A few weekends ago, I traveled with some friends to Nikkei Place in Burnaby to see their exhibit of tenugui towels. I’ve seen cheap tenugui in Japanese dollar stores here but it had never occurred to me they were more than mass-produced tea towels. This exhibit was eye-opening.
Tenugui means ‘a hand-wiping cloth’. Since the 17th century, these hand printed cotton cloths have been used widely in Japan. Not only used for cleaning and wiping, tenugui are used for wrapping items, as garments, and as ceremonial cloths.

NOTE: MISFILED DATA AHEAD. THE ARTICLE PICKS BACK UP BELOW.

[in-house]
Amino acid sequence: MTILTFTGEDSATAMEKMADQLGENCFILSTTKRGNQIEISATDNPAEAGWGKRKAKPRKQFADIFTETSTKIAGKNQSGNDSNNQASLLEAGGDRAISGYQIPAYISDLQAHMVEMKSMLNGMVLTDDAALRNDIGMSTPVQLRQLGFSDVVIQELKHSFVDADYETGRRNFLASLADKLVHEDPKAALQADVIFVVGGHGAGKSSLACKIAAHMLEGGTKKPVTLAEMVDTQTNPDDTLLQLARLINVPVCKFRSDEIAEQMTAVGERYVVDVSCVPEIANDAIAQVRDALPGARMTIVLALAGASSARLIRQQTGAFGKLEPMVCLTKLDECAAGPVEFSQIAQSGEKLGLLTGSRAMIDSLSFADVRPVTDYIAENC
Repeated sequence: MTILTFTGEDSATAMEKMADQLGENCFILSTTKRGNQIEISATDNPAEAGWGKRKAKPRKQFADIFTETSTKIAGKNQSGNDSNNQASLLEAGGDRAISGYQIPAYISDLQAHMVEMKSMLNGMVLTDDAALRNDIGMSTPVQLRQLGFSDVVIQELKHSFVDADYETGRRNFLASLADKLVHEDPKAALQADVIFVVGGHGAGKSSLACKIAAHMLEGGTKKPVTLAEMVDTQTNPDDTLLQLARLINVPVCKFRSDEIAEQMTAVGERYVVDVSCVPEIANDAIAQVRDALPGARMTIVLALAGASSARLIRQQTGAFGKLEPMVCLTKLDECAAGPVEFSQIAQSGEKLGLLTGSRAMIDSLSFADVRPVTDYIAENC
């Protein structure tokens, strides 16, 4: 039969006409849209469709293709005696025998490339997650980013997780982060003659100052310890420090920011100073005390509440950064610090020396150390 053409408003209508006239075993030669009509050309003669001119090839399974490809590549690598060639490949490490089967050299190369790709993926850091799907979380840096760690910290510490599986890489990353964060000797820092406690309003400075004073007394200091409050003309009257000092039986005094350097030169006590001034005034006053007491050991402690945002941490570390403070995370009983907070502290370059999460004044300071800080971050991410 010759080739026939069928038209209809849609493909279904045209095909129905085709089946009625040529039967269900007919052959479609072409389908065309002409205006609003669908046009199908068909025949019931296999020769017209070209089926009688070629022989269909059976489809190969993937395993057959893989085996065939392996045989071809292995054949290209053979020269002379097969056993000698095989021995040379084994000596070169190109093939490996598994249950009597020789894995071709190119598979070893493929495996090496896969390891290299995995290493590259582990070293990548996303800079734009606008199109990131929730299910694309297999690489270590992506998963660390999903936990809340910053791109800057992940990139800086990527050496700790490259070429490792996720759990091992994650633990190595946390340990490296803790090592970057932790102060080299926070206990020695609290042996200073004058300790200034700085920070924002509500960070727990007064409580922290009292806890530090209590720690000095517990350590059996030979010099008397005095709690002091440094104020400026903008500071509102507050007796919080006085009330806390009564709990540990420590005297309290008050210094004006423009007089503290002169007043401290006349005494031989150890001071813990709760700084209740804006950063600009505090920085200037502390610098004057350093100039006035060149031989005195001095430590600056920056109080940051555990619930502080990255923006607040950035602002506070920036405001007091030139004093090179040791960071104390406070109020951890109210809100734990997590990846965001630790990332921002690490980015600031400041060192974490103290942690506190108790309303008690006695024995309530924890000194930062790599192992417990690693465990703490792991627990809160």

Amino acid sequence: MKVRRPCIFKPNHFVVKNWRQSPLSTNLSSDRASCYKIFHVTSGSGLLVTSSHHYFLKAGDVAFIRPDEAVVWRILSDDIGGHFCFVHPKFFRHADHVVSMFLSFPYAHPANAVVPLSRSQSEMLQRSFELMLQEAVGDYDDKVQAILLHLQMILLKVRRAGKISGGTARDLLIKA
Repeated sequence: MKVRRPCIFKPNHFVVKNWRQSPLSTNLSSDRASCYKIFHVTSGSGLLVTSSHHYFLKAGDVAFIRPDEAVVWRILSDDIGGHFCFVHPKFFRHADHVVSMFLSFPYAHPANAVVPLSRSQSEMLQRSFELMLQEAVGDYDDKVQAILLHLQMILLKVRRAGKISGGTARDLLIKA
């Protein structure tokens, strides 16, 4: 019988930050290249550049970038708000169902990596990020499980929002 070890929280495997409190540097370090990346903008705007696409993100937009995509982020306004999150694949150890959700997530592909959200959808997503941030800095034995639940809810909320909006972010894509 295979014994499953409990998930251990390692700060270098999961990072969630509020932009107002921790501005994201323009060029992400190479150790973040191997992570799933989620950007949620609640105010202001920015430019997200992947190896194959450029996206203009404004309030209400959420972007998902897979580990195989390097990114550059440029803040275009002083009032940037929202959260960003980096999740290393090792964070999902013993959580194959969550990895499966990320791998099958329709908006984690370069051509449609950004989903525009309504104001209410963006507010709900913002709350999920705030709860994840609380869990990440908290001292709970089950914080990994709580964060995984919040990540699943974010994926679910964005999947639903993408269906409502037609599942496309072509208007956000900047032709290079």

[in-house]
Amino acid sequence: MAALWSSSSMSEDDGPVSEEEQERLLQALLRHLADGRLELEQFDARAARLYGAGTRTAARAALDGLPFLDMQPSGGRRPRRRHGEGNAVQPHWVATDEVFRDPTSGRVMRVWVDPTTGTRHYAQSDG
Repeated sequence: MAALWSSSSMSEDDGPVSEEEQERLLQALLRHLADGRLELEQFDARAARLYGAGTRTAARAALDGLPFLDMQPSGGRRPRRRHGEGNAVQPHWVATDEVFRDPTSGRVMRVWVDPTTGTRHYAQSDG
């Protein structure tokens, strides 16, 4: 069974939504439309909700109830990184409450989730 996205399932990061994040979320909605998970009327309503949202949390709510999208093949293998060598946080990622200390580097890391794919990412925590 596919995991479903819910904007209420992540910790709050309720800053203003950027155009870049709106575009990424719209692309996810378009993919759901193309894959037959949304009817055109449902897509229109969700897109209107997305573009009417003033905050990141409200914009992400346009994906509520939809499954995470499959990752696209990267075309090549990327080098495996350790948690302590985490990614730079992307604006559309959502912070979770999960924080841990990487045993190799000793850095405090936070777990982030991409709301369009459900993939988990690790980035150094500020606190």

I was amazed by the vibrancy of the dye saturation on the towels in the exhibit.
The exhibit also demonstrated the tools used to print the towels by a technique called ‘chusen’. With chusen, dye is poured on the fabric to settle and the design is created by a cut paper that resists the dye. Not only does this technique result in deeply saturated pattern, but it creates a print that is reversible – the pattern is the same on both sides of the fabric.
The most pleasant surprise of the exhibit was how charming and quirky some of the the designs could be, such as these ramen and udon noodle prints, lobsters, and quirky-looking fish:
If you live in the Lower Mainland, you can still catch the tengui towels exhibit at Nekkei Place. The exhibit is on until March 24, 2012. http://www.nikkeiplace.org